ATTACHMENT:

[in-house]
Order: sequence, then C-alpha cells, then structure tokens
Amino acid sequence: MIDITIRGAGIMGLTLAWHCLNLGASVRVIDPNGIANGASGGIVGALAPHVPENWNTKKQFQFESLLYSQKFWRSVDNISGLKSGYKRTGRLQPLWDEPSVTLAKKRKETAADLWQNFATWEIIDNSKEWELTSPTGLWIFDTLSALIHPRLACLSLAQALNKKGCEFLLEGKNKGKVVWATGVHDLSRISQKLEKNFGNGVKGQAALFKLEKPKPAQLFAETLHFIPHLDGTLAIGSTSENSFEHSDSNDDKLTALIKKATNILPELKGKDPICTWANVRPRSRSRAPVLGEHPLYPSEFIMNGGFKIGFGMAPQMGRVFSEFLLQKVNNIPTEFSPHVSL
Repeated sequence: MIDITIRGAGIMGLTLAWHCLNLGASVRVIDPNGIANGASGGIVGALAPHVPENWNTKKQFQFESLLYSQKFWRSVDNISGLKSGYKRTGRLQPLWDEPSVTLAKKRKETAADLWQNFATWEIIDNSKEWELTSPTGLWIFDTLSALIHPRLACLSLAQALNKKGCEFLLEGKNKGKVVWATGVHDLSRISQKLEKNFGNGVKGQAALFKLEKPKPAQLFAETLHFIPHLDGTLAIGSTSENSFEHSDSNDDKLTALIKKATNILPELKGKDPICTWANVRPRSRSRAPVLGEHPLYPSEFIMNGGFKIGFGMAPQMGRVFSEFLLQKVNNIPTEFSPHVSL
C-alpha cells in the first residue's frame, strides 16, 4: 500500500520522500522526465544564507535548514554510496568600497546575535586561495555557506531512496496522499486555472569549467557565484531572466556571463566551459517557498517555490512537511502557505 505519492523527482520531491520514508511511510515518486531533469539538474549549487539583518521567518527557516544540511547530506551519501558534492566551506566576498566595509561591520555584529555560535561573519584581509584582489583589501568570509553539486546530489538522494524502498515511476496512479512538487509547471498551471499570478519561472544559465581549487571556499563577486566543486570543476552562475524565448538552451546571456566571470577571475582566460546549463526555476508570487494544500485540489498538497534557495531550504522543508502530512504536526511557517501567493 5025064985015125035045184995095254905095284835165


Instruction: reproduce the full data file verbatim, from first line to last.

[in-house]
Order: sequence, then C-alpha cells, then structure tokens
Amino acid sequence: MIDITIRGAGIMGLTLAWHCLNLGASVRVIDPNGIANGASGGIVGALAPHVPENWNTKKQFQFESLLYSQKFWRSVDNISGLKSGYKRTGRLQPLWDEPSVTLAKKRKETAADLWQNFATWEIIDNSKEWELTSPTGLWIFDTLSALIHPRLACLSLAQALNKKGCEFLLEGKNKGKVVWATGVHDLSRISQKLEKNFGNGVKGQAALFKLEKPKPAQLFAETLHFIPHLDGTLAIGSTSENSFEHSDSNDDKLTALIKKATNILPELKGKDPICTWANVRPRSRSRAPVLGEHPLYPSEFIMNGGFKIGFGMAPQMGRVFSEFLLQKVNNIPTEFSPHVSL
Repeated sequence: MIDITIRGAGIMGLTLAWHCLNLGASVRVIDPNGIANGASGGIVGALAPHVPENWNTKKQFQFESLLYSQKFWRSVDNISGLKSGYKRTGRLQPLWDEPSVTLAKKRKETAADLWQNFATWEIIDNSKEWELTSPTGLWIFDTLSALIHPRLACLSLAQALNKKGCEFLLEGKNKGKVVWATGVHDLSRISQKLEKNFGNGVKGQAALFKLEKPKPAQLFAETLHFIPHLDGTLAIGSTSENSFEHSDSNDDKLTALIKKATNILPELKGKDPICTWANVRPRSRSRAPVLGEHPLYPSEFIMNGGFKIGFGMAPQMGRVFSEFLLQKVNNIPTEFSPHVSL
C-alpha cells in the first residue's frame, strides 16, 4: 500500500520522500522526465544564507535548514554510496568600497546575535586561495555557506531512496496522499486555472569549467557565484531572466556571463566551459517557498517555490512537511502557505 505519492523527482520531491520514508511511510515518486531533469539538474549549487539583518521567518527557516544540511547530506551519501558534492566551506566576498566595509561591520555584529555560535561573519584581509584582489583589501568570509553539486546530489538522494524502498515511476496512479512538487509547471498551471499570478519561472544559465581549487571556499563577486566543486570543476552562475524565448538552451546571456566571470577571475582566460546549463526555476508570487494544500485540489498538497534557495531550504522543508502530512504536526511557517501567493 5025064985015125035045184995095254905095284835165